It wasn't just a lucky shot on her part. We owned/operated a power tool repair center from 1994 to 2009 and were the factory authorized repair and warranty center for about 15 or so different brands of power tools ... Bosch being one of them. At our peak we had seven repair techs on payroll, plus myself. She delt with everything that wasn't out in the shop (bookeeping, inventory control, customers, and far too many other duties). So she drew on her exerience and memories from that time to compare the specs and features between the ones available on the shelf at Lowes.

    So I'm not only quite happy with the router she selected I also very proud of her for her ability to select it. I'm not too worried about the template compatibility issue that the PC has over the Bosch, I have a 24x19 2.5 hp mill and a 36" lathe (and other drill presses, et al) so I should be able to do "ok" if I need to create or modify things like that. I'm much more of a metalworker to be honest, with wood I'm one of those guys that "cut it off twice and it's still too short!".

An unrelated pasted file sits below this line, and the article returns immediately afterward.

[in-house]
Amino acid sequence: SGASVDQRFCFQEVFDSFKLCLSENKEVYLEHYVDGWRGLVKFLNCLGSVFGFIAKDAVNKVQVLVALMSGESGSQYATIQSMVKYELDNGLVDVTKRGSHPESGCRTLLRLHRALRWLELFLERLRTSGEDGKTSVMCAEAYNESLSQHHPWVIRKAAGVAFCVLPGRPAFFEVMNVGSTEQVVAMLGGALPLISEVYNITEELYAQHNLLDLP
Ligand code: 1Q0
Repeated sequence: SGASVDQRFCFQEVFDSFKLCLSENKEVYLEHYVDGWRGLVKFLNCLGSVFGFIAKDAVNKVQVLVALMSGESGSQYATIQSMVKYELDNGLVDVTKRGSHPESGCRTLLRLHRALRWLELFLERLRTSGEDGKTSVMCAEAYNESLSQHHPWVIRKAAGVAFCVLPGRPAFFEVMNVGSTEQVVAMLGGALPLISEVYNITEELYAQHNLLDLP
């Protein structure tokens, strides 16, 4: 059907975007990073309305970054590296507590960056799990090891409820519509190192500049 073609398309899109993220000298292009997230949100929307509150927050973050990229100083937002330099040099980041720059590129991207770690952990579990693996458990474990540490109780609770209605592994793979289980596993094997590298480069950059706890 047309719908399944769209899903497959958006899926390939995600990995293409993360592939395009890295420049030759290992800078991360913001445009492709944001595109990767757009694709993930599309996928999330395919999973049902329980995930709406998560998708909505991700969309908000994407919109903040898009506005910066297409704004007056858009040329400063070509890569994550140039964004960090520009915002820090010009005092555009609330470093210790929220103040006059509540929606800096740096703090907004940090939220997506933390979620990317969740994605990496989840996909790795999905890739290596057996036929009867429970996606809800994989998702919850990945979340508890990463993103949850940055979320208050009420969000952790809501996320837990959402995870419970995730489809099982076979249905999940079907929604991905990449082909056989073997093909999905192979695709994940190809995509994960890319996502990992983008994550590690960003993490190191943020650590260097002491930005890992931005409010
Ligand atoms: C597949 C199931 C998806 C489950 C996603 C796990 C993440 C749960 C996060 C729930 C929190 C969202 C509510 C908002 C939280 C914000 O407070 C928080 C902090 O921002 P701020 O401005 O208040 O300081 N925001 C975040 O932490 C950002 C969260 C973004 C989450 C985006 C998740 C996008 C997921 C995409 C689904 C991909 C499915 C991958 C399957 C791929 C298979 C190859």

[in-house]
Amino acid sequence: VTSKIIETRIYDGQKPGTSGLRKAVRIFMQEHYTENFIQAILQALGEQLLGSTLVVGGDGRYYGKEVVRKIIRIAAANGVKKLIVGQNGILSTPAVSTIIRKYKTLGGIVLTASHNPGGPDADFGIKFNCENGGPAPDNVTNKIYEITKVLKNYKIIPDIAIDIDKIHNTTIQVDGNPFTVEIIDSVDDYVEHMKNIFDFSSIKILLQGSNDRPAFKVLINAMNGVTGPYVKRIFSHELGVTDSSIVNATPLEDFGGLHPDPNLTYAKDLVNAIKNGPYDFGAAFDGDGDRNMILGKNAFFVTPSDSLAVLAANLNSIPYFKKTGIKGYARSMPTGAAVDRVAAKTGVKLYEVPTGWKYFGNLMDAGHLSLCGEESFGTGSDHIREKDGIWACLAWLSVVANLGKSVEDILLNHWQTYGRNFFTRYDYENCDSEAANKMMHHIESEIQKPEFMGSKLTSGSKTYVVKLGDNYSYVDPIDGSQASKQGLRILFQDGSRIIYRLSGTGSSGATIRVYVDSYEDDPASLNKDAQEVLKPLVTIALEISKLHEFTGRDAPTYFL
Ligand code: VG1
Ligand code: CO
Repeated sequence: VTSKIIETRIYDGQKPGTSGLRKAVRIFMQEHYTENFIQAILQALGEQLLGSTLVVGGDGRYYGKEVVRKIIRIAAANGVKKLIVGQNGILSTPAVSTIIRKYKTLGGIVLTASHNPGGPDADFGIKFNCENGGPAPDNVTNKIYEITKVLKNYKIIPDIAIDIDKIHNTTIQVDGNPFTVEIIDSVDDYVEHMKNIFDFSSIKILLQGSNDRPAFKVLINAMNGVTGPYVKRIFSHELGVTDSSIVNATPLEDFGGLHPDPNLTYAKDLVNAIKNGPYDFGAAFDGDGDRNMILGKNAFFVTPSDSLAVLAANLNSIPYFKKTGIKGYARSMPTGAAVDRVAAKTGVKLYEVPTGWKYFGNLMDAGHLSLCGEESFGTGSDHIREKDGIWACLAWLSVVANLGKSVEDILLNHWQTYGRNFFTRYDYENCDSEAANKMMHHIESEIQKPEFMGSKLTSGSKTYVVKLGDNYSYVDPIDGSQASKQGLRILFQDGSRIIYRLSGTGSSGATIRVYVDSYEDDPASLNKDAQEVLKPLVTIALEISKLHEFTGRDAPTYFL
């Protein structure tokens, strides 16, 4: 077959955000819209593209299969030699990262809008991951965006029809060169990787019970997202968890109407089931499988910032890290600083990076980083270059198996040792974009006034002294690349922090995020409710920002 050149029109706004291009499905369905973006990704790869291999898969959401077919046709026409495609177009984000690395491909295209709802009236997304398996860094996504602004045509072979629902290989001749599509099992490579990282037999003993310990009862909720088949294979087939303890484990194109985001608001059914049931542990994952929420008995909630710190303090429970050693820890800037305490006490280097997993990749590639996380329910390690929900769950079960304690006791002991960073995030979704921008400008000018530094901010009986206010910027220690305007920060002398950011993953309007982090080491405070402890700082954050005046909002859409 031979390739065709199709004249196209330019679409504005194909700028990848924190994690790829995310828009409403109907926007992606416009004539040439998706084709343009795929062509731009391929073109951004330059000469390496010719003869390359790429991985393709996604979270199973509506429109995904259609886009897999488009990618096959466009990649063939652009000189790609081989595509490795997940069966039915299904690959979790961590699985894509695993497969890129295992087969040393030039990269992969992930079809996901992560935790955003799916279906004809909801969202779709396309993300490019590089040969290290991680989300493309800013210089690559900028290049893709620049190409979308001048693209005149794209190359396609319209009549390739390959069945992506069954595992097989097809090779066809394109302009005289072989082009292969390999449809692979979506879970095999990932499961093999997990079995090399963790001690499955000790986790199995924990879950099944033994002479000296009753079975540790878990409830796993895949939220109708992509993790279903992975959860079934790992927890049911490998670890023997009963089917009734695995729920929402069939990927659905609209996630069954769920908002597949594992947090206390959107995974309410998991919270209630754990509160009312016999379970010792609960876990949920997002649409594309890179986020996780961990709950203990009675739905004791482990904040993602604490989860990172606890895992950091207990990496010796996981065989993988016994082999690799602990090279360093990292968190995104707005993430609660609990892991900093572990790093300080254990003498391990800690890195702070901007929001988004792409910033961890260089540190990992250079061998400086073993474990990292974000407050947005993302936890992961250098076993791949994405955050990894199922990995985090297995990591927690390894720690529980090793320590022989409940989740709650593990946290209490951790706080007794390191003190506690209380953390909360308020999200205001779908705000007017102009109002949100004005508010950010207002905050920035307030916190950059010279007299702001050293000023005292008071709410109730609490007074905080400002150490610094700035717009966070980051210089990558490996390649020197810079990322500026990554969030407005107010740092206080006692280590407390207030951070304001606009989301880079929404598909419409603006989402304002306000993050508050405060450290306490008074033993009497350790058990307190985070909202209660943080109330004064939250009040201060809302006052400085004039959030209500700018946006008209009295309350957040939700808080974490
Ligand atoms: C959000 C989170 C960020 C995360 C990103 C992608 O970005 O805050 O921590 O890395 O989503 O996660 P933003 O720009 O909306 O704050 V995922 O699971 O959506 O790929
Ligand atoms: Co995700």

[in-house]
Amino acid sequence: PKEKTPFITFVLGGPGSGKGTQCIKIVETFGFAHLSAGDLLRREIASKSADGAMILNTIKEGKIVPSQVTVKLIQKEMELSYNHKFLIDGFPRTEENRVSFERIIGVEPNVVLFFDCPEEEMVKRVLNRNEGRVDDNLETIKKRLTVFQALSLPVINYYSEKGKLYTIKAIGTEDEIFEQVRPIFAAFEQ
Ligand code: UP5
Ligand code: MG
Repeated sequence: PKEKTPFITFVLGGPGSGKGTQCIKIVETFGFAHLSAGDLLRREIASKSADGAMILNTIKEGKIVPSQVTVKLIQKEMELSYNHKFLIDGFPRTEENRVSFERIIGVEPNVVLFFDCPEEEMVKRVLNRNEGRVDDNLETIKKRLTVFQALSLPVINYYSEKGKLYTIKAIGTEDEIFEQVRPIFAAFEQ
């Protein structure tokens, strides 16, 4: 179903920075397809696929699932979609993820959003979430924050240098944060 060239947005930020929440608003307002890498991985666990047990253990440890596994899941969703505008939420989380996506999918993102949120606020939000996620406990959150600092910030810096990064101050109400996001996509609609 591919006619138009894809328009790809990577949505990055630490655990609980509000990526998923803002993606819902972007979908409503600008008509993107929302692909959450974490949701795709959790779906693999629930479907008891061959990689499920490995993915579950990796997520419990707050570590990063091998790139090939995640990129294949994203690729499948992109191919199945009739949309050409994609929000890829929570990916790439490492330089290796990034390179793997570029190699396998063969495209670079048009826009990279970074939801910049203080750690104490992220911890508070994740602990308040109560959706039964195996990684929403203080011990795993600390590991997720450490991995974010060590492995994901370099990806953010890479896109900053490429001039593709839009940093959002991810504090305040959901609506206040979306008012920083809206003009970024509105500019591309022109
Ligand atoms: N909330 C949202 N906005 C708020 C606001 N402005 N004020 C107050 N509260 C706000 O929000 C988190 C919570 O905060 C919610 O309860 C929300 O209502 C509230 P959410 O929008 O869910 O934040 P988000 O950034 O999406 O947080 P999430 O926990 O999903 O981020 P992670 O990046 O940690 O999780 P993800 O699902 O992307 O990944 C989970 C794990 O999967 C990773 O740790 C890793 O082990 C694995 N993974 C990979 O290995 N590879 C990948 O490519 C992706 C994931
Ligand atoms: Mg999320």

The only thing about the Bosch that bugs me ... just a little .. is that the bases both need a bit of work. When placing a straight edge across the bottom of either base there is a little light sneeking through. I think a little time with a block and a bit of emery paper can flatten out both bases though (they are made of some sortof polymer). Worst case I can make an aluminum plate to bolt to the bottoms of the basses but I think I may be worrying about nothing here.

    Thanks for the advise everyone. I have a LOT ahead of me now, I mean working "on" them is totally different than working "with" them! I already imagine many sacrificial 2x4s pieces laying around with poorly done pickup cavities cut into them as I practice with the Bosch ... haahaa!

    Any other advice or help would be much appreciated.

    Fluxoid.